• Abstract: As the third edition of our government broadband report shows, the issue of high-speed internet access remains at the forefront of the policy agenda in both developed and emerging markets. While circumstances and concerns differ from one country to the next, the motivations for public-sector involvement remain the same. Governments are keen to bridge the digital divide between urban and rural areas by bringing basic broadband services of between 1Mbps and 5Mbps to all. Yet governments also want to facilitate greater rollout of so-called next-generation networks (NGNs) that can provide broadband speeds of between 40Mbps and 100Mbps, and sometimes higher.
  • Topic: Development, Emerging Markets, Science and Technology, Governance
  • Publication Date: 11-2011
  • Content Type: Working Paper
  • Institution: Economist Intelligence Unit
  • Abstract: Thirteen years since its launch, Europe's common currency is in crisis. A Greek debt restructuring is inevitable, and concern is now focusing on contagion among the larger euro area economies. The prospect of a cascade of disorderly sovereign defaults is chilling investors, and the departure of some members from the common currency is increasingly being discussed. The Economist Intelligence Unit's central forecast is that the currency area will survive, but the odds of failure are too high to ignore. To help clients anticipate the implications for their operations of a collapse in the euro zone, we have compiled a list of frequently asked questions (FAQ), exploring the potential scope and impact of a euro-area break-up. We look at what “break-up” could mean, although in practice numerous possible permutations exist between the extremes of departure by a single country and the exit of all 17 members.
  • Topic: Economics, International Trade and Finance, Markets, Regional Cooperation, Monetary Policy, Financial Crisis
  • Political Geography: Europe
  • Publication Date: 11-2011
  • Content Type: Working Paper
  • Institution: Economist Intelligence Unit
  • Abstract: Worries about climate change are deepening in many countries. Proponents of gas, which burns cleaner than coal, suggest that it could be part of the answer—but preferably indigenous gas, for the sake of energy security. At the same time, even as energy demand surges ahead, the giants of the oil industry are finding it harder than ever to tap new reserves, which is forcing them to look to previously neglected, harder-to-reach hydrocarbons. Among these, hitherto disregarded shale gas reserves are generating the most enthusiasm.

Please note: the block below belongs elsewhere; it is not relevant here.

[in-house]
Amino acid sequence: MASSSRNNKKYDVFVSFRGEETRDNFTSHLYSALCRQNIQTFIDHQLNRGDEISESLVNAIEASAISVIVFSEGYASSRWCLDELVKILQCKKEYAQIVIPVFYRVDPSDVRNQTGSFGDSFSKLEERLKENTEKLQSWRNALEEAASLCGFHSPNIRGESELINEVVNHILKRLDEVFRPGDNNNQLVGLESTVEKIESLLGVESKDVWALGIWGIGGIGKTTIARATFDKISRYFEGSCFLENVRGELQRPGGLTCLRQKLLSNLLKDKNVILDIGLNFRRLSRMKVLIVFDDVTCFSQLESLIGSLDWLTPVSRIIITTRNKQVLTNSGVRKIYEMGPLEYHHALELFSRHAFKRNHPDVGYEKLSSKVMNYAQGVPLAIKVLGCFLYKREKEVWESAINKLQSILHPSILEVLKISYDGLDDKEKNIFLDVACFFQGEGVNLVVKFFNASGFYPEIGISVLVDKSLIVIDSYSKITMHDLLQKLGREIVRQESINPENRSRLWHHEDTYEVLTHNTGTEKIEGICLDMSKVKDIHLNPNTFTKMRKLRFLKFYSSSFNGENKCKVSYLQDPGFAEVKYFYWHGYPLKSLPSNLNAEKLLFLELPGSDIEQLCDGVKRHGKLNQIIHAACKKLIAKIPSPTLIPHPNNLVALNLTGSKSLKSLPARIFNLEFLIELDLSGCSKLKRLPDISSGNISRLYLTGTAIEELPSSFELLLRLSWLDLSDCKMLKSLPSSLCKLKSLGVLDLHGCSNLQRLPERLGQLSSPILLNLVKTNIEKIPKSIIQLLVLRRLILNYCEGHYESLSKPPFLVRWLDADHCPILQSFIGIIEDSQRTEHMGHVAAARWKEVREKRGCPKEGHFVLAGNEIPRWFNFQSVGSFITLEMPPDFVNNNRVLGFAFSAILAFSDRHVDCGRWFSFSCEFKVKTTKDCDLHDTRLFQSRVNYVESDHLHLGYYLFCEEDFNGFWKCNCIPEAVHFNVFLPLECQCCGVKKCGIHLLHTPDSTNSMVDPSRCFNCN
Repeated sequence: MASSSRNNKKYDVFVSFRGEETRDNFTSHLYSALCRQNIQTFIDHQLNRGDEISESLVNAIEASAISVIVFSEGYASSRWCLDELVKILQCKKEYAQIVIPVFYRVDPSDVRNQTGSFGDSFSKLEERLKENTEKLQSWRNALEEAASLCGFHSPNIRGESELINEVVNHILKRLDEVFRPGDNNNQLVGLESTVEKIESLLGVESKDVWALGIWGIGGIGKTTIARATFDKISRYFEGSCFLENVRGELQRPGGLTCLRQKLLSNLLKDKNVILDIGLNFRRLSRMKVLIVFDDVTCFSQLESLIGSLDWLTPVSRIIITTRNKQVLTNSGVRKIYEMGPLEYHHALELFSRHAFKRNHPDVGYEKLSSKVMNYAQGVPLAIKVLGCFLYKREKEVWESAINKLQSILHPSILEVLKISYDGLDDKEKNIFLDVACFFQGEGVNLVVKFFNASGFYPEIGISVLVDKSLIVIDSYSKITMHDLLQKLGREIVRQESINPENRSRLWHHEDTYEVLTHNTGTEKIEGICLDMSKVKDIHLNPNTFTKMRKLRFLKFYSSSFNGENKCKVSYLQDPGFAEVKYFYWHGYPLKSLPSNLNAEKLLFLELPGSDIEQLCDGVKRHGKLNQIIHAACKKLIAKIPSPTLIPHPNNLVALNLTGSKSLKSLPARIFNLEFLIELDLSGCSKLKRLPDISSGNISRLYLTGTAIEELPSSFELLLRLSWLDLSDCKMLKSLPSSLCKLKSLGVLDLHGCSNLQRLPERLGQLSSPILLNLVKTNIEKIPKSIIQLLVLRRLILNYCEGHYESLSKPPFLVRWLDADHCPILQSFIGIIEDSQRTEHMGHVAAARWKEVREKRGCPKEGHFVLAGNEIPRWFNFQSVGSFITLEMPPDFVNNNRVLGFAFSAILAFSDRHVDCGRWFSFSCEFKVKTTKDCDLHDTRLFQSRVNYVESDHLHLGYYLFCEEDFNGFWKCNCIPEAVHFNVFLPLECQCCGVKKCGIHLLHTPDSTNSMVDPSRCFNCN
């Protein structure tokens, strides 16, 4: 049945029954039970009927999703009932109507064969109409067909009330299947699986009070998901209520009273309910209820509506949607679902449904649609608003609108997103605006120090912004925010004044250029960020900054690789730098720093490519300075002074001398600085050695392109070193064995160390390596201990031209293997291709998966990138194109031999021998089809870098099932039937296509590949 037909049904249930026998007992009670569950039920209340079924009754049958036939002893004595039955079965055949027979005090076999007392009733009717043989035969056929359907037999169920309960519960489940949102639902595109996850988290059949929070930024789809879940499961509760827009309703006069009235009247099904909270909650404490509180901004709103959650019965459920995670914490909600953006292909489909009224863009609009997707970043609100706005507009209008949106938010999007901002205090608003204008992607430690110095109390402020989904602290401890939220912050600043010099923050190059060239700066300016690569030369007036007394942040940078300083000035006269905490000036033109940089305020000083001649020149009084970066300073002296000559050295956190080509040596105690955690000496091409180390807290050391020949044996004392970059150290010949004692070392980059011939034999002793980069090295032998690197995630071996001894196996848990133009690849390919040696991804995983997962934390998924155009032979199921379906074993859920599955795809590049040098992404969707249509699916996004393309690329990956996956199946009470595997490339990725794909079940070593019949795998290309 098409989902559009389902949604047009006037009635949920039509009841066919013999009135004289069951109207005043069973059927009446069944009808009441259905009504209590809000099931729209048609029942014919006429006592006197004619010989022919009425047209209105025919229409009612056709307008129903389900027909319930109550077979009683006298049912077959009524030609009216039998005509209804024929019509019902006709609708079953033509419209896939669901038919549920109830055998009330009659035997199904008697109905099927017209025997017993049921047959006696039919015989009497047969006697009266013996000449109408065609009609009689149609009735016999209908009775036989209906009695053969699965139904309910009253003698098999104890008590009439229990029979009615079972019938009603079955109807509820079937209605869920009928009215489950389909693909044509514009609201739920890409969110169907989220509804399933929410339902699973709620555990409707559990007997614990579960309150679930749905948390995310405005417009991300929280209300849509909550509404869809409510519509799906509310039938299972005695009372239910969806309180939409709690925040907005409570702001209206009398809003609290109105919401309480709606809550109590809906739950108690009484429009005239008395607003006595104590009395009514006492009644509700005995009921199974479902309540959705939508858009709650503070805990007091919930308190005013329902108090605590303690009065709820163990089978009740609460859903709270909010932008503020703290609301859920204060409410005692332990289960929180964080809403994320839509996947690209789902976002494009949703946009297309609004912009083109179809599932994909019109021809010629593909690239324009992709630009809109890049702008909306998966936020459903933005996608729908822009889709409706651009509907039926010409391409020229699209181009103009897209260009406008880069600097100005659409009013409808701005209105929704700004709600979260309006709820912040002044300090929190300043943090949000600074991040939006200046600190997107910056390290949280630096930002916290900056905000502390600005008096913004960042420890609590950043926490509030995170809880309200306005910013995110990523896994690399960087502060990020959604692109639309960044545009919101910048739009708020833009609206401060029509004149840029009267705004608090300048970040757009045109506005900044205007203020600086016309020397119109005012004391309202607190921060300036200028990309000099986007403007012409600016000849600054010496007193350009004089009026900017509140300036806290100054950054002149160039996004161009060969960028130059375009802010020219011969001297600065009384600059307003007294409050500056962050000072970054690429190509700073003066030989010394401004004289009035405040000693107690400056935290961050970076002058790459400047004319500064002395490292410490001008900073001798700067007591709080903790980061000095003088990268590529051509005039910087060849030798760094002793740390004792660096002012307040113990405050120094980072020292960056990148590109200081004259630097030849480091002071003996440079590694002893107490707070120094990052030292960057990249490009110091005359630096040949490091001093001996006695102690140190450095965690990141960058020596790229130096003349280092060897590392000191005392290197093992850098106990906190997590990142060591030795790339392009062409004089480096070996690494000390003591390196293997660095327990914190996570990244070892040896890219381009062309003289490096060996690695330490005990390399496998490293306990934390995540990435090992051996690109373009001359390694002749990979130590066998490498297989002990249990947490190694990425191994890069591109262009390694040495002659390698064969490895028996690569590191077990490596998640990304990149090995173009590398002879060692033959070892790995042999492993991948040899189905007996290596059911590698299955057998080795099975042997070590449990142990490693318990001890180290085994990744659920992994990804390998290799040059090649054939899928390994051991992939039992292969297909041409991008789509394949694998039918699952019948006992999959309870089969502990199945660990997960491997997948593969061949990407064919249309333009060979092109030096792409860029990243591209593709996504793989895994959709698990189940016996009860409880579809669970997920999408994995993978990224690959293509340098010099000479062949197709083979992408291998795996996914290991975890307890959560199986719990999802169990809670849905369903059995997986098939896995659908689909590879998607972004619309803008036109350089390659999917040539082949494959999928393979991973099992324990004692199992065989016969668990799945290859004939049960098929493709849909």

• Topic: Security, Climate Change, Energy Policy, Natural Resources
  • Publication Date: 12-2011
  • Content Type: Working Paper
  • Institution: Economist Intelligence Unit
  • Abstract: This is the fourth edition of the Economist Intelligence Unit's Democracy index. It reflects the situation as of the beginning of December 2011. The first edition, published in The Economist's The World in 2007, measured the state of democracy in September 2006; the second edition covered the situation towards the end of 2008; and the third as of November 2010. The index provides a snapshot of the state of democracy worldwide for 165 independent states and two territories—this covers almost the entire population of the world and the vast majority of the world's independent states (micro states are excluded). The overall Democracy index is based on five categories: electoral process and pluralism; civil liberties; the functioning of government; political participation; and political culture. Countries are placed within one of four types of regimes: full democracies; flawed democracies; hybrid regimes; and authoritarian regimes.
  • Topic: International Relations, Civil Society, Democratization, Government, Politics
  • Author: Steven Leslie
  • Publication Date: 12-2011
  • Content Type: Working Paper
  • Institution: Economist Intelligence Unit
  • Abstract: Business executives are sour about 2012. However, they are much more negative about the prospects for the global economy than for their own industries, and especially for their own companies. These are the headline findings from a global survey of more than 900 corporate decisionmakers about their expectations for 2012.
  • Topic: Economics, Emerging Markets, Industrial Policy, International Trade and Finance, Global Recession, Financial Crisis
  • Political Geography: Europe